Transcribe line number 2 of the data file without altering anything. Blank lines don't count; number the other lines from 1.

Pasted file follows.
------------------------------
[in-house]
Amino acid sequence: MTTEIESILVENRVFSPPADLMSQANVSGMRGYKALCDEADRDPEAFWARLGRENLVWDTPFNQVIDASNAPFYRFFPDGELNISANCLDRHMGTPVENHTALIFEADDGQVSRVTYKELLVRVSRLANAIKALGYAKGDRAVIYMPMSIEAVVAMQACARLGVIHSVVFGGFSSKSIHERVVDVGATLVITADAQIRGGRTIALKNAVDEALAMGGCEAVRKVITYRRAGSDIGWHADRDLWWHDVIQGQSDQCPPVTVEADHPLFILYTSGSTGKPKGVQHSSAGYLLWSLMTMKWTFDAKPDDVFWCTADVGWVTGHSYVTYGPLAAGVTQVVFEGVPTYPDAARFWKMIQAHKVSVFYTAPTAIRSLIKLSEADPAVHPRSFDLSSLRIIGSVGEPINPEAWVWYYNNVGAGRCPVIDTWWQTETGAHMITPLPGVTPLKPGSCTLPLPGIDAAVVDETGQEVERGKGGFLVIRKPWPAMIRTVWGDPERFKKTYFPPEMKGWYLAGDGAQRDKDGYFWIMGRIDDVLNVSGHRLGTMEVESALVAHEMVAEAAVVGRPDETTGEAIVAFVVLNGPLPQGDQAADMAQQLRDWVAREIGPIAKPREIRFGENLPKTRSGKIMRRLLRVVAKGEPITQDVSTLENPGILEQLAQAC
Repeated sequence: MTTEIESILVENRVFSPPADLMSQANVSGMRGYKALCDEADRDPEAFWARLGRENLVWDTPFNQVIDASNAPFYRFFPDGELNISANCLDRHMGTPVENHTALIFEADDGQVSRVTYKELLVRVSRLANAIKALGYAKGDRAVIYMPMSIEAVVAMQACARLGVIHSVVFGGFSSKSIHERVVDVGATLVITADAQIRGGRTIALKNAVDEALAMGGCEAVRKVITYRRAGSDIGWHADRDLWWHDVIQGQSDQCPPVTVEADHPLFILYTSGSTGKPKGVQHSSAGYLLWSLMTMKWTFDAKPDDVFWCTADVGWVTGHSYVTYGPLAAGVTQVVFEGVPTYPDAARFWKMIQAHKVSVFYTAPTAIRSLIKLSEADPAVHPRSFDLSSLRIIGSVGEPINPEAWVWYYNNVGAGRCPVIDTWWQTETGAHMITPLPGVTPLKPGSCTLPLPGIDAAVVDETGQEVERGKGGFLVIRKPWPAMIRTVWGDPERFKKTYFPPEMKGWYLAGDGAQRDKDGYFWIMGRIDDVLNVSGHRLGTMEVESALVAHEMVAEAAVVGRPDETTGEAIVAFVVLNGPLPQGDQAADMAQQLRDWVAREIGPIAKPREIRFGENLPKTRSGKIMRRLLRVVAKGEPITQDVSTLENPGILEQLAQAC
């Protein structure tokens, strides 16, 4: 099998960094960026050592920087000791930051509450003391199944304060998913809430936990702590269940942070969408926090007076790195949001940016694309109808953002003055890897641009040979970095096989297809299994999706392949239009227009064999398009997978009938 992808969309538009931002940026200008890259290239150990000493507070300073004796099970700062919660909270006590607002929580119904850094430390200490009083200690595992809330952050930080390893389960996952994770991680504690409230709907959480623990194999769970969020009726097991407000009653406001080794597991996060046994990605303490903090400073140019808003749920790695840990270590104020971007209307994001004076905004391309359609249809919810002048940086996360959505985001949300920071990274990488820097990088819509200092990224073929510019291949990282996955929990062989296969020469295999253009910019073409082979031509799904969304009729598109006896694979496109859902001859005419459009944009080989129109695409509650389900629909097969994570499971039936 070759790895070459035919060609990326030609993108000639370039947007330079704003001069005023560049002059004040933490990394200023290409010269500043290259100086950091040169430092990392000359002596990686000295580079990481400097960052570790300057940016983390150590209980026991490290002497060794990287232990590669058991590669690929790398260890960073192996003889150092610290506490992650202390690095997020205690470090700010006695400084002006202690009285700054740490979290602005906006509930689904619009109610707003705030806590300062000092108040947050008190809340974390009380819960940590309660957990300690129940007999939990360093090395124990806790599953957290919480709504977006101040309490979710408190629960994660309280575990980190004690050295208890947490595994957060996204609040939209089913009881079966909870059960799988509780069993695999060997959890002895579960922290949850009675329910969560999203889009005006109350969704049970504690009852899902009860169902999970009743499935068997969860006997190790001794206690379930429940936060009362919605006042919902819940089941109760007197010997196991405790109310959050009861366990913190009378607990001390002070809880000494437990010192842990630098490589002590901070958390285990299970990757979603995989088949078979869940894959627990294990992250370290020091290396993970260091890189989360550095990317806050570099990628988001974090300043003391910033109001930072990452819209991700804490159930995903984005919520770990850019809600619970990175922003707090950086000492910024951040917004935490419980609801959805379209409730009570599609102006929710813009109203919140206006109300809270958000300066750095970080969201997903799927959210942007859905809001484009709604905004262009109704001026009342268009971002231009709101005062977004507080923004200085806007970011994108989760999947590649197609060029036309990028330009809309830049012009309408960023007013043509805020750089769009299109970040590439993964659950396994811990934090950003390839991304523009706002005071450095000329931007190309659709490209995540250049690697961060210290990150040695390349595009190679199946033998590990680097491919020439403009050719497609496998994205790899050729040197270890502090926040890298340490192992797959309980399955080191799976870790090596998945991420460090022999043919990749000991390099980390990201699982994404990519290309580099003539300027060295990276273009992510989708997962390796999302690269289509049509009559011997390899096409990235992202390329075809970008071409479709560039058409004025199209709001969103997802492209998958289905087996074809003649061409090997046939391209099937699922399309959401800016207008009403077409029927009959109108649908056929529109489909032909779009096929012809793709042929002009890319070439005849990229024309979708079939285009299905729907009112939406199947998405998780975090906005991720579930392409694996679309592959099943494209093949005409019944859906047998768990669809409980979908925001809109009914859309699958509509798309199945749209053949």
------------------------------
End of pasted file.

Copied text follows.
Amino acid sequence: MTTEIESILVENRVFSPPADLMSQANVSGMRGYKALCDEADRDPEAFWARLGRENLVWDTPFNQVIDASNAPFYRFFPDGELNISANCLDRHMGTPVENHTALIFEADDGQVSRVTYKELLVRVSRLANAIKALGYAKGDRAVIYMPMSIEAVVAMQACARLGVIHSVVFGGFSSKSIHERVVDVGATLVITADAQIRGGRTIALKNAVDEALAMGGCEAVRKVITYRRAGSDIGWHADRDLWWHDVIQGQSDQCPPVTVEADHPLFILYTSGSTGKPKGVQHSSAGYLLWSLMTMKWTFDAKPDDVFWCTADVGWVTGHSYVTYGPLAAGVTQVVFEGVPTYPDAARFWKMIQAHKVSVFYTAPTAIRSLIKLSEADPAVHPRSFDLSSLRIIGSVGEPINPEAWVWYYNNVGAGRCPVIDTWWQTETGAHMITPLPGVTPLKPGSCTLPLPGIDAAVVDETGQEVERGKGGFLVIRKPWPAMIRTVWGDPERFKKTYFPPEMKGWYLAGDGAQRDKDGYFWIMGRIDDVLNVSGHRLGTMEVESALVAHEMVAEAAVVGRPDETTGEAIVAFVVLNGPLPQGDQAADMAQQLRDWVAREIGPIAKPREIRFGENLPKTRSGKIMRRLLRVVAKGEPITQDVSTLENPGILEQLAQAC